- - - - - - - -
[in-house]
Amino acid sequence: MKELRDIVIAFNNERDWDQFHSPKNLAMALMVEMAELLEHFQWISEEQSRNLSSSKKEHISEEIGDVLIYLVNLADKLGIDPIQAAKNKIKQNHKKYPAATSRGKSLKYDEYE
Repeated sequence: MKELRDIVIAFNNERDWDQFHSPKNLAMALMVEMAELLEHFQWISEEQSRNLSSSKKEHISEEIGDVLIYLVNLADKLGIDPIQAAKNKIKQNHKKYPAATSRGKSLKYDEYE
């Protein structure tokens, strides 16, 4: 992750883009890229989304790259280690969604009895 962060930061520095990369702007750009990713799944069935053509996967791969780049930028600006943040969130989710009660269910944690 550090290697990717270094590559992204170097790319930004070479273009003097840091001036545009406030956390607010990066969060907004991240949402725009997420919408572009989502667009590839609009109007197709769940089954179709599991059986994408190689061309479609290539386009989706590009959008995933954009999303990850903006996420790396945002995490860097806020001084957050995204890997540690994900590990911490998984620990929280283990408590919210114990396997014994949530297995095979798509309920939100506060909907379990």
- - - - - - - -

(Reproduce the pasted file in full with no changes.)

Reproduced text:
[in-house]
Amino acid sequence: MKELRDIVIAFNNERDWDQFHSPKNLAMALMVEMAELLEHFQWISEEQSRNLSSSKKEHISEEIGDVLIYLVNLADKLGIDPIQAAKNKIKQNHKKYPAATSRGKSLKYDEYE
Repeated sequence: MKELRDIVIAFNNERDWDQFHSPKNLAMALMVEMAELLEHFQWISEEQSRNLSSSKKEHISEEIGDVLIYLVNLADKLGIDPIQAAKNKIKQNHKKYPAATSRGKSLKYDEYE
């Protein structure tokens, strides 16, 4: 992750883009890229989304790259280690969604009895 962060930061520095990369702007750009990713799944069935053509996967791969780049930028600006943040969130989710009660269910944690 550090290697990717270094590559992204170097790319930004070479273009003097840091001036545009406030956390607010990066969060907004991240949402725009997420919408572009989502667009590839609009109007197709769940089954179709599991059986994408190689061309479609290539386009989706590009959008995933954009999303990850903006996420790396945002995490860097806020001084957050995204890997540690994900590990911490998984620990929280283990408590919210114990396997014994949530297995095979798509309920939100506060909907379990």